– Third, Ceres is challenging powerful capital market players to meet global clean energy investment requirements by 2030. The International Energy Agency states that to keep global warming below the critical 2C threshold, global clean energy investment by governments, companies and investors must be increased by an average of $1 trillion (£600 billion) a year for next 36 years. Ceres calls this the Clean Trillion energy challenge, and we have called for a doubling of clean energy investing to $500 billion (£301 billion) a year by 2020 and to $1 trillion (£600 billion) a year by 2030. Our report, Investing in the Clean Trillion: Closing the Clean Energy Investment Gap contains 10 specific action steps towards this goal in three broad areas: mobilising investor action to scale up clean energy investment, promotion of green banking and debt capital market, and reforming climate, energy and financial policies.

Finally, company by company, investor by investor, we are making the business case for sustainability. Sustainability isn’t a luxury, it’s an essential strategy for economic survival. It is, therefore, incumbent on companies, large institutional investors and other key market players to stop sitting on the sidelines of the climate debate and get in the ring.

They can have a powerful influence in moving policies that will help secure a stronger, sustainable economy based on the recognition that a strong economy depends upon integrating the risks of climate change and other sustainability challenges and moving capital to the opportunity side of the sustainability equation.

This is starting to happen. Our Investor Network on Climate Risk now comprises more than 100 institutional investors with more than $12 trillion (£7.2 trillion) under management, and similar networks have emerged in the Asia-Pacific, Europe and Australia/New Zealand.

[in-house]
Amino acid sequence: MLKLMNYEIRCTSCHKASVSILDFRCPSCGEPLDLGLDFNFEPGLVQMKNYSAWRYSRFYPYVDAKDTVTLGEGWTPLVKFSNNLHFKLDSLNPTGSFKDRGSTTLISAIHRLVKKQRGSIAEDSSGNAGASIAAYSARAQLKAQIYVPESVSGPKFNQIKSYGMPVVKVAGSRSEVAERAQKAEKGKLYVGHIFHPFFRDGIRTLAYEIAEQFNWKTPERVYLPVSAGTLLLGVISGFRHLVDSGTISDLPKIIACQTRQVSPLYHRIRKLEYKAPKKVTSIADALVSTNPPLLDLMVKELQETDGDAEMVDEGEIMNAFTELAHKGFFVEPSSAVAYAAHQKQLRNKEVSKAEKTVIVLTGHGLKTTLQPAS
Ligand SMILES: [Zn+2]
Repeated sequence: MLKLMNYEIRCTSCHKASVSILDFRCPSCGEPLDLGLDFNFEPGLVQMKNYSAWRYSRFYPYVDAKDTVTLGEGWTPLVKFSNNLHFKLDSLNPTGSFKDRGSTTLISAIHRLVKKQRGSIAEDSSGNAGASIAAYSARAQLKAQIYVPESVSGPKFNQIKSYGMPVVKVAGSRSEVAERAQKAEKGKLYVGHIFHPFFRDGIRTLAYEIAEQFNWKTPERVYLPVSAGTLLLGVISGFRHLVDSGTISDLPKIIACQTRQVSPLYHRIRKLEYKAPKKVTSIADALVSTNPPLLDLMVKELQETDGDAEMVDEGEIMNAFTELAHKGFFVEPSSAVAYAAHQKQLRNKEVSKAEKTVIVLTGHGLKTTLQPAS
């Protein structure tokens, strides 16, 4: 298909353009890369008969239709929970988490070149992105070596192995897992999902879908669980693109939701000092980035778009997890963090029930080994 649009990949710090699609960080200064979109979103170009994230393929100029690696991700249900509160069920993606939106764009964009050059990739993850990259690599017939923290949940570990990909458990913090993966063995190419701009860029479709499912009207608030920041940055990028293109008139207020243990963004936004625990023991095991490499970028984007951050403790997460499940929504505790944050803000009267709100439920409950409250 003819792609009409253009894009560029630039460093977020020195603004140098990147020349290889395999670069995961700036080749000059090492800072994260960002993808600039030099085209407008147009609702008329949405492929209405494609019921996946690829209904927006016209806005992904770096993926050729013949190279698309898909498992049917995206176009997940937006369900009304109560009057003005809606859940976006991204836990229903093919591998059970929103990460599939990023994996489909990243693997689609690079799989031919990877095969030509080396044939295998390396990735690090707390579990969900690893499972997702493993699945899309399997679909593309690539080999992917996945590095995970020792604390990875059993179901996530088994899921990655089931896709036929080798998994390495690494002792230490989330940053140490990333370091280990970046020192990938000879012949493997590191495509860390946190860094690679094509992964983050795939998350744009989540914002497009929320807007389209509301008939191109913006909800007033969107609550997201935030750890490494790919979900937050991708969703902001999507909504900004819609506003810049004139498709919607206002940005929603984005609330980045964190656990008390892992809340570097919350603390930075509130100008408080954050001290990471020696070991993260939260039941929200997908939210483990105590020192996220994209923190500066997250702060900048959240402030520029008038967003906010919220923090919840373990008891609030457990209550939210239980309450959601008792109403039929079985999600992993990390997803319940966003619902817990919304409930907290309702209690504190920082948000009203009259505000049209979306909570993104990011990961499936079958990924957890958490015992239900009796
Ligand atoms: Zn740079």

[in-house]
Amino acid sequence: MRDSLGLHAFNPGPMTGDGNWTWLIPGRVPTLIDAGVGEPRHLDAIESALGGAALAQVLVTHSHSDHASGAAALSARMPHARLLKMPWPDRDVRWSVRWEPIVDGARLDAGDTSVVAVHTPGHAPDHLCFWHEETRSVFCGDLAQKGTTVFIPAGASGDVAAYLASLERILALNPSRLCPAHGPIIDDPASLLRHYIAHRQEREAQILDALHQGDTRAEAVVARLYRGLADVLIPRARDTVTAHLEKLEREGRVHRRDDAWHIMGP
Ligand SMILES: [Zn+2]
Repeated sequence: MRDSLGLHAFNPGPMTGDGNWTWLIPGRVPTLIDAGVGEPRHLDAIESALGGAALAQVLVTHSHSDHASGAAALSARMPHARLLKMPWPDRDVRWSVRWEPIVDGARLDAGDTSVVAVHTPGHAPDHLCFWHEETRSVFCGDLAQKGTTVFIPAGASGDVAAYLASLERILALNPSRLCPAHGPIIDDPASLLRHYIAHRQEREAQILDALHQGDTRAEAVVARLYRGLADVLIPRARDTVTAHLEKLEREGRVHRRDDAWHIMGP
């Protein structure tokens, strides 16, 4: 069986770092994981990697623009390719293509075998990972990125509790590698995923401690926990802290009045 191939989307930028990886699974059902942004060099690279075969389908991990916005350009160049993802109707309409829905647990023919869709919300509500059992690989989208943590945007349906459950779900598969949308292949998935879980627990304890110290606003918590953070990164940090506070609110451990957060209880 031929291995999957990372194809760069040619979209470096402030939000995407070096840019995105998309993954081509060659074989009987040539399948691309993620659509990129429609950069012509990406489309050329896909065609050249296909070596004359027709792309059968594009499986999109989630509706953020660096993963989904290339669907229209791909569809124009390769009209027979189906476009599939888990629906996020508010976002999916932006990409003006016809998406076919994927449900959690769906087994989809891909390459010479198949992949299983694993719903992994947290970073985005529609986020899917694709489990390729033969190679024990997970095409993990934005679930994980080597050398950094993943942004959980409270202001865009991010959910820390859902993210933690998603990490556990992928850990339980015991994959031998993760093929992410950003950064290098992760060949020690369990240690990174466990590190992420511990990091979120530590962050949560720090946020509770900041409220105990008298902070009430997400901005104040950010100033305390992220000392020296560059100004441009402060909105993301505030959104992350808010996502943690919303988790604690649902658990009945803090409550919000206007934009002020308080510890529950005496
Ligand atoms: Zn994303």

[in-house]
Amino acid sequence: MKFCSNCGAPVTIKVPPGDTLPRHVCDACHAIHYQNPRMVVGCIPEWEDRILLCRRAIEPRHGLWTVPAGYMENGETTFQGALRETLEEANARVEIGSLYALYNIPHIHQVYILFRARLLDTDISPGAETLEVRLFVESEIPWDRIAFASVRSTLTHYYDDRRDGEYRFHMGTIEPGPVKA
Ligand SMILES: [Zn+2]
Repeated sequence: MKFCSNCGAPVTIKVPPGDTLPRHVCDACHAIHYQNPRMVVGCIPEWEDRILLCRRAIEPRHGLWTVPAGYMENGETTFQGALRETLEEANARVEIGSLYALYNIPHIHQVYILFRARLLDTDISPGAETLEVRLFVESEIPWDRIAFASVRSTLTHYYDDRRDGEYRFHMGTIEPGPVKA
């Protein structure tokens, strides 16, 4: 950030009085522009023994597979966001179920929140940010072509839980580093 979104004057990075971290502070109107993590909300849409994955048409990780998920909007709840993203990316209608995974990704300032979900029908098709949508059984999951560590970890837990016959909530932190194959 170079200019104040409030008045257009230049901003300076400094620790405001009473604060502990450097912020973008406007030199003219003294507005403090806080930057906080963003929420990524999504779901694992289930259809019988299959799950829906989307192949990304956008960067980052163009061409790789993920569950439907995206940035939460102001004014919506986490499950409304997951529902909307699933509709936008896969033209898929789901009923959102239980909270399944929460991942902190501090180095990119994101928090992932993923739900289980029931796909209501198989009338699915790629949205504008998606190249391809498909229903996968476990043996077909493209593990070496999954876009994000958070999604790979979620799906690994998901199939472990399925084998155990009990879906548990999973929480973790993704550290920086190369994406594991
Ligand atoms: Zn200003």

Major corporations from every sector of the economy, from Ford Motor Co to Nike, are making sustainability a core business value integrated into every aspect of business operations. More than 750 leading companies, including General Motors, Apple, Unilever and KB Home, have signed the Ceres Climate Declaration calling for concerted action to combat climate change and for seizing the huge business opportunities in clean technology, renewable energy efficiency.

The challenge is great, our time is short, and the stakes couldn’t be higher.

Mindy Lubber is president of Ceres, a non-profit organisation mobilizing business and investor leadership on climate change and other sustainability challenges. Learn more at and follow on Twitter @CeresNews. This article was originally published by GreenMoney Journal at

Further reading:

Investors worth $3tn put pressure on fossil fuels industry to rethink future

Private investment in sustainable economy set to reach $10tn by 2020

Climate change a long-term threat to investment, UN tells investors

Major philanthropic foundations add backing to fossil fuel divestment drive

The Guide to Sustainable Investment 2014


Will Self-Driving Cars Be Better for the Environment?